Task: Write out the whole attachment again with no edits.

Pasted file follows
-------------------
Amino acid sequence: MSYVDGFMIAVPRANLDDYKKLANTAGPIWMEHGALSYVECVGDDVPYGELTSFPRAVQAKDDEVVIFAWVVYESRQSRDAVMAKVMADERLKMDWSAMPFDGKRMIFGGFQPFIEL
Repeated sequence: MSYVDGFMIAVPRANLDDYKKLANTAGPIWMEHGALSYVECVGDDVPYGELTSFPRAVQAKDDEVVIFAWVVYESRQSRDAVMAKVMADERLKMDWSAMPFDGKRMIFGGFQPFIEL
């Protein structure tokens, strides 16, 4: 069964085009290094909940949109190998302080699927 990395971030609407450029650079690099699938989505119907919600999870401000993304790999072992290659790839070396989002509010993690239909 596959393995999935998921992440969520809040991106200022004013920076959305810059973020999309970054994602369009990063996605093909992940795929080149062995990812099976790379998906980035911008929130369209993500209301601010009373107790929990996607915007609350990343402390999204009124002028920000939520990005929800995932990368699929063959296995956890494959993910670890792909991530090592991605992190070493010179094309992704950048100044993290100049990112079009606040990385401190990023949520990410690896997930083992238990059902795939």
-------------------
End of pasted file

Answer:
Amino acid sequence: MSYVDGFMIAVPRANLDDYKKLANTAGPIWMEHGALSYVECVGDDVPYGELTSFPRAVQAKDDEVVIFAWVVYESRQSRDAVMAKVMADERLKMDWSAMPFDGKRMIFGGFQPFIEL
Repeated sequence: MSYVDGFMIAVPRANLDDYKKLANTAGPIWMEHGALSYVECVGDDVPYGELTSFPRAVQAKDDEVVIFAWVVYESRQSRDAVMAKVMADERLKMDWSAMPFDGKRMIFGGFQPFIEL
């Protein structure tokens, strides 16, 4: 069964085009290094909940949109190998302080699927 990395971030609407450029650079690099699938989505119907919600999870401000993304790999072992290659790839070396989002509010993690239909 596959393995999935998921992440969520809040991106200022004013920076959305810059973020999309970054994602369009990063996605093909992940795929080149062995990812099976790379998906980035911008929130369209993500209301601010009373107790929990996607915007609350990343402390999204009124002028920000939520990005929800995932990368699929063959296995956890494959993910670890792909991530090592991605992190070493010179094309992704950048100044993290100049990112079009606040990385401190990023949520990410690896997930083992238990059902795939």